Michael Ondaatje's The English Patient and Toni Morrison's Jazz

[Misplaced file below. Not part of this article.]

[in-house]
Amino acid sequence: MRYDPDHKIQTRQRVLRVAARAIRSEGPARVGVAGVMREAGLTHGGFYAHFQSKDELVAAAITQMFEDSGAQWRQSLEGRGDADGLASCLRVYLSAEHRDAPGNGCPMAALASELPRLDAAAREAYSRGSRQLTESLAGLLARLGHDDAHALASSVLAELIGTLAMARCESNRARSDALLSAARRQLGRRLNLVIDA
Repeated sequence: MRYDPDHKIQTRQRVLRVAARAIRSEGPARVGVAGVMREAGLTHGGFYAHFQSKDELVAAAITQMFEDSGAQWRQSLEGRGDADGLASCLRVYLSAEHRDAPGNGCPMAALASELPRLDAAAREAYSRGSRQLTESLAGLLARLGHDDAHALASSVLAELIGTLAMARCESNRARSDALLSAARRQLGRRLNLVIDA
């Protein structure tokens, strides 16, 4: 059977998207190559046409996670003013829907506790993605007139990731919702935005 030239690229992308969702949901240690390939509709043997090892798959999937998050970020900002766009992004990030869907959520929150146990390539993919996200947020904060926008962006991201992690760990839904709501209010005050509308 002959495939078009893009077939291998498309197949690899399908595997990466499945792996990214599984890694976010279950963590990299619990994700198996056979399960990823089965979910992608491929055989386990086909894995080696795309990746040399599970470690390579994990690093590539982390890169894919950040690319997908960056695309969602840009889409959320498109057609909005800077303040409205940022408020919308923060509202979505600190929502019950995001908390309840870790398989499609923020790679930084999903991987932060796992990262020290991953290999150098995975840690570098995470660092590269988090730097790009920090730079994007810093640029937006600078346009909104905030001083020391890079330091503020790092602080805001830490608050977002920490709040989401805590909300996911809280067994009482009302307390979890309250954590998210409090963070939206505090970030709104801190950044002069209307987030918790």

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Michael Ondaatje's The English Patient and Toni Morrison's Jazz Textual, mnemonic, and physical gaps leave room in which identity is found through body and environment in Michael Ondaatje's The English Patient and Toni Morrison's Jazz. Ondaatje's characters retrieve their absent personas by mutually colonizing lovers' bodies, thus developing a metaphor for the body as topography. Morrison spins this in reverse, personifying and merging the City's infrastructure with human structure as the characters synergistically carve out their selves through the City's spaces. Though geographical boundaries do impede characters' ability to connect, both novelists optimistically argue that the bonds of human affection can span the physical borders of the world, for between these no chasm exists. In The English Patient, empty spaces are represented by Almasy's and other characters' porous memories of history, their bodies, and geography. Ondaatje draws a parallel between human memory and written texts: "So the books for the Englishman, as he listened intently or not, had gaps of plot like sections of a road washed out by storms" (7). The use of a geographical simile also foreshadows the connections between humans and environment Ondaatje will explore. Hana's self-identity, too, is endangered by her unwillingness to recognize or celebrate her body: "She had refused to look at herself for more than a year, now and then just her shadow on walls...She peered into her look, trying to recognize herself" (52). Hana's "shadow" is illustrative of her problem; in her eyes, her body's sensuality has been squeezed out of a voluptuous three-dimensional form "the way maps compress the world onto a two-dimensional sh... ... middle of paper ... ...1989): 267-83. Eckard Paula Gallant. "The Interplay of Music, Language and Narrative in Toni Morrison's Jazz." CLA Journal 38.1 (1994): 11-19. Gates, Henry Louis, Jr., and K. A. Appiah, eds. Toni Morrison: Critical Perspectives Past and Present. New York: Amistad P, 1993. Kubitschek, Mary Dehn. Toni Morrison: A Critical Companion. Westport, Connecticut: Greenwood Press, 1998. 139-161. Morrison, Toni. Jazz. New York: Penguin, 1992. Ondaatje, Michael. The English Patient. London: Pan Books, 1993 Page, Philip. Dangerous Freedom: Fusion and Fragmentation in Toni Morrison's Novels. Jackson: UP of Mississippi, 1995. Peach, Linden. Toni Morrison. New York: St. Martin's Press, 1995. Rice, Alan J. "Jazzing It Up A Storm: The Execution and Meaning of Toni Morrison's Jazzy Prose Style." The Journal of American Studies 28 (1994): 423-32.

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